It is very easy to get the wrong answer to The Monty Hall Problem. I'll quote an excerpt of the above referenced page at MathWorld without spoilers so you can have the fun of trying to spot the error as you follow along:
The Monty Hall problem is named for its similarity to the Let's Make a Deal television game show hosted by Monty Hall. The problem is stated as follows. Assume that a room is equipped with three doors. Behind two are goats, and behind the third is a shiny new car. You are asked to pick a door, and will win whatever is behind it. Let's say you pick door 1. Before the door is opened, however, someone who knows what's behind the doors (Monty Hall) opens one of the other two doors, revealing a goat, and asks you if you wish to change your selection to the third door (i.e., the door which neither you picked nor he opened). The Monty Hall problem is deciding whether you do.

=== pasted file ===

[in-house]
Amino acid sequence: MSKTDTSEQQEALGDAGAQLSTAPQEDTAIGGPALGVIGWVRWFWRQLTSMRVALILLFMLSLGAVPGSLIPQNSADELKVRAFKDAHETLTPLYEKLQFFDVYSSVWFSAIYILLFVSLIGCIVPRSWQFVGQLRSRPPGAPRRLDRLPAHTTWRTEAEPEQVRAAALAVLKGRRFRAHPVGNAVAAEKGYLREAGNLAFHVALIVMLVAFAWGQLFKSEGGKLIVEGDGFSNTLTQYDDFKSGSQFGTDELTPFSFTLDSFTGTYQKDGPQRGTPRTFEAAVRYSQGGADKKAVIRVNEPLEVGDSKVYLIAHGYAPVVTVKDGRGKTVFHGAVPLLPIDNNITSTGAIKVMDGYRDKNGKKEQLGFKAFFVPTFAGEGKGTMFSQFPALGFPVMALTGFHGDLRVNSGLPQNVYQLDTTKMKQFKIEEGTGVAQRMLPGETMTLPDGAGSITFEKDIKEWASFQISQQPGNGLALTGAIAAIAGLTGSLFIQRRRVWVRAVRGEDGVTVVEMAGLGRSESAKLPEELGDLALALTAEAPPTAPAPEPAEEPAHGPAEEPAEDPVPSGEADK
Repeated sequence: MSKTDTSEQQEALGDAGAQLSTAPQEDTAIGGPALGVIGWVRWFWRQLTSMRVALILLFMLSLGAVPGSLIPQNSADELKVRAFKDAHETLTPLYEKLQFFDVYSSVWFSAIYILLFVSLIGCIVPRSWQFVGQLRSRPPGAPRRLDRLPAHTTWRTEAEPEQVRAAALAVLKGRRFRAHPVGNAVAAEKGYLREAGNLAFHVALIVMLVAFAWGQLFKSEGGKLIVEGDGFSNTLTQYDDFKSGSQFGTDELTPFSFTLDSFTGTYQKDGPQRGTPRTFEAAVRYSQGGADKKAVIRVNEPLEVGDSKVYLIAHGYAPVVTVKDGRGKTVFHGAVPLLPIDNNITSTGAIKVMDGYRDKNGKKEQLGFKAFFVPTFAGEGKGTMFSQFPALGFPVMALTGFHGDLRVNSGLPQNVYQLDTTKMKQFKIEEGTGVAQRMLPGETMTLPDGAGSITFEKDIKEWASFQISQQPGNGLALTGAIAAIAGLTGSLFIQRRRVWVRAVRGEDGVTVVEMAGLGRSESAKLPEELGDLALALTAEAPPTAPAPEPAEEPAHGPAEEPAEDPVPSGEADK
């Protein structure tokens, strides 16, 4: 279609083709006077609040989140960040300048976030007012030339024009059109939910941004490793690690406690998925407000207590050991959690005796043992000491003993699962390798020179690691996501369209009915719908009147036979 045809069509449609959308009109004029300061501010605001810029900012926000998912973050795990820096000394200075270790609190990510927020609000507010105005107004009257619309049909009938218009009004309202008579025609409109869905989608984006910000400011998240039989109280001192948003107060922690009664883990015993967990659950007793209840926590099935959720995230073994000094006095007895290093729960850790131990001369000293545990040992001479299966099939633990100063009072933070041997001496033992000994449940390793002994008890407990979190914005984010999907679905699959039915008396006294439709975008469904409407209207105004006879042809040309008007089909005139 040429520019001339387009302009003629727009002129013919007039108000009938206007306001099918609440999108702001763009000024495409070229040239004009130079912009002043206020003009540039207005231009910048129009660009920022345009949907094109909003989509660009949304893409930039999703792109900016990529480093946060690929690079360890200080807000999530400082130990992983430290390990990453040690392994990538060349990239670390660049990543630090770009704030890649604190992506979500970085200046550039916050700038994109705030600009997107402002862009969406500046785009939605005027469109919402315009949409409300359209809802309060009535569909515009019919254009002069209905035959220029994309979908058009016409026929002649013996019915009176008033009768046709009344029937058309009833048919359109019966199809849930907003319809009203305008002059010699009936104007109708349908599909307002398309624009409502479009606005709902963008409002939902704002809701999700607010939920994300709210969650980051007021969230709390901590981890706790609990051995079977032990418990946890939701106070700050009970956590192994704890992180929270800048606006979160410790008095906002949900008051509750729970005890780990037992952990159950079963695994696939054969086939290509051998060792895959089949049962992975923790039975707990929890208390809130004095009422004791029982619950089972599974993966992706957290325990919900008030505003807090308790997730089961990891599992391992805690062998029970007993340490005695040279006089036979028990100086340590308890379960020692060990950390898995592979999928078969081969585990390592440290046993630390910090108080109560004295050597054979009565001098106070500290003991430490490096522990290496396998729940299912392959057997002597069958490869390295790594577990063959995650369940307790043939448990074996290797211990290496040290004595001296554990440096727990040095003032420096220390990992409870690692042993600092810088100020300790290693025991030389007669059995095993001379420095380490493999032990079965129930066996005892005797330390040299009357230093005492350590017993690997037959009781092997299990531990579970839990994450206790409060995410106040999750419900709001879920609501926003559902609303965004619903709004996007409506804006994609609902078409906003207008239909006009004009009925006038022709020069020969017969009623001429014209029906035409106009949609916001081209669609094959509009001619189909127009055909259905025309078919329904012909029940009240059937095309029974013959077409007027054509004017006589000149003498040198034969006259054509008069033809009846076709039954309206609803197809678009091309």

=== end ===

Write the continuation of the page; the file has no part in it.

Here is my exploration of why it is so easy to get wrong.